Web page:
The Bible does not give us that – sorry to say, for those who need it. Those who claim that it is an answer book always have to find ways around its many caveats. There is a story, about Jesus being asked by the religious teachers, “Are you the Messiah? Tell us clearly!” Jesus says that he has already told them, but they won’t believe. In fact, he has said no such thing. But he points them to what he has done, the intimations of who he is. If he were to simply say, “Yes, I am!” it would have provided fodder for a discussion; it would have been clear, but not opened the door to discipleship. For that, they needed faith. They needed to walk with him, as disciples. Only faith, “the evidence of things not seen,” paradoxically, gives certainty (which does not mean that we no longer question, or have all of our questions answered, either!). It is only faith that stills our heart, because it places us in our Father’s hands, and tells us that we will be safe there, whatever comes. If the scriptures are a guide, then their purpose is to guide us to the Father’s arms. The rest is adiaphora – things that are interesting, or perhaps even important, but compared to the “main” thing, are “things of no account.”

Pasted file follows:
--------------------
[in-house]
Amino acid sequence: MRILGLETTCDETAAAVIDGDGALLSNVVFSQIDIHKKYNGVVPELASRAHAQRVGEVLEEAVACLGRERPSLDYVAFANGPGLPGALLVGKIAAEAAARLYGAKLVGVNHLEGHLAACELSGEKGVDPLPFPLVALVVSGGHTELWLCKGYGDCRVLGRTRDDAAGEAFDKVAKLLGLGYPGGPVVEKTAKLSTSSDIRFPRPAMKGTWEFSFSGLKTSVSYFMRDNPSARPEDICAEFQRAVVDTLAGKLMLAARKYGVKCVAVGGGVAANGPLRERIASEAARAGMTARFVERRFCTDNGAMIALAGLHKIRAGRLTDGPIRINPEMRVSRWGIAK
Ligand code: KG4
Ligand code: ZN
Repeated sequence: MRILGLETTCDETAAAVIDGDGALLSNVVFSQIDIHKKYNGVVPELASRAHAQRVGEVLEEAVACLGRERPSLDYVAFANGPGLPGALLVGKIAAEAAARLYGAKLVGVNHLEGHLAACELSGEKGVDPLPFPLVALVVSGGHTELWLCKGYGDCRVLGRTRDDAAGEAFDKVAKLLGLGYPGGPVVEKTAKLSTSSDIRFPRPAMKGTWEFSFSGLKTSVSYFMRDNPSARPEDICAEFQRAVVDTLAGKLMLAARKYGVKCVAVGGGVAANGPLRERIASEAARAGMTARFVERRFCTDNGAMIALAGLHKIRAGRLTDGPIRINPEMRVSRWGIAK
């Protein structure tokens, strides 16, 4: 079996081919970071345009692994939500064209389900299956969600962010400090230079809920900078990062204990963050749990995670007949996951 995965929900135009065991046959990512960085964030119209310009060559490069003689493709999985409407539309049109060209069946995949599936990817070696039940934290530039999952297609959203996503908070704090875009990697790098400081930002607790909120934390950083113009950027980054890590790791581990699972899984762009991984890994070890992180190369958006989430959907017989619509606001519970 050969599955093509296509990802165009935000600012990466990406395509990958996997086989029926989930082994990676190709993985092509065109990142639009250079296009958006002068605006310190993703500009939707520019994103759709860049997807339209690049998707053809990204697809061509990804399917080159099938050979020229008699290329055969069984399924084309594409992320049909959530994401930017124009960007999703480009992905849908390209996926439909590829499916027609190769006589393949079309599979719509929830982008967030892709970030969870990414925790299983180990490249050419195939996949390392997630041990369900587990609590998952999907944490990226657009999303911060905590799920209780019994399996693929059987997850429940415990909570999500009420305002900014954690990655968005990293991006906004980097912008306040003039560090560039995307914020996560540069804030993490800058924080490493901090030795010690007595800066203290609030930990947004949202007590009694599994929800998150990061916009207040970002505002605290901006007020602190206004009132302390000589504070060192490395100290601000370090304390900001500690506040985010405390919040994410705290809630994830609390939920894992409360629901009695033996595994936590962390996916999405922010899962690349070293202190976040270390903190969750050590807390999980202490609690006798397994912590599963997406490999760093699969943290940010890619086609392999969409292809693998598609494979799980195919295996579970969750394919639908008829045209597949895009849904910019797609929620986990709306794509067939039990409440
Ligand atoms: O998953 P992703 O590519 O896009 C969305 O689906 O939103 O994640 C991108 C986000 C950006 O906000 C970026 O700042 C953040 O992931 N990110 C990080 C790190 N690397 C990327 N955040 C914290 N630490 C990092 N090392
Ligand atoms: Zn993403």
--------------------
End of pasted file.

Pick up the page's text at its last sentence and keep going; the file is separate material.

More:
17. I think that most Christians are pretty much there on that. Do you really want us to say all that every time we talk about the Bible, or is it possible that you could start taking us a little less literally?

  18. I’ll take the Bible as 100% truth. All of it is from God the Author and written by different writers. God has the power to do anything and I believe he would have given us a book we call the Bible with nothing but the truth in it’s contents. Keep spreading the truth my friends.

  19. I can’t say I agree 100%, but of course … that makes your point. I do see the bible as a collection, but also a complete story of God and His love for His creation. Love your perspective … it helps me see a clearer picture of an ever increasingly unfathomable God.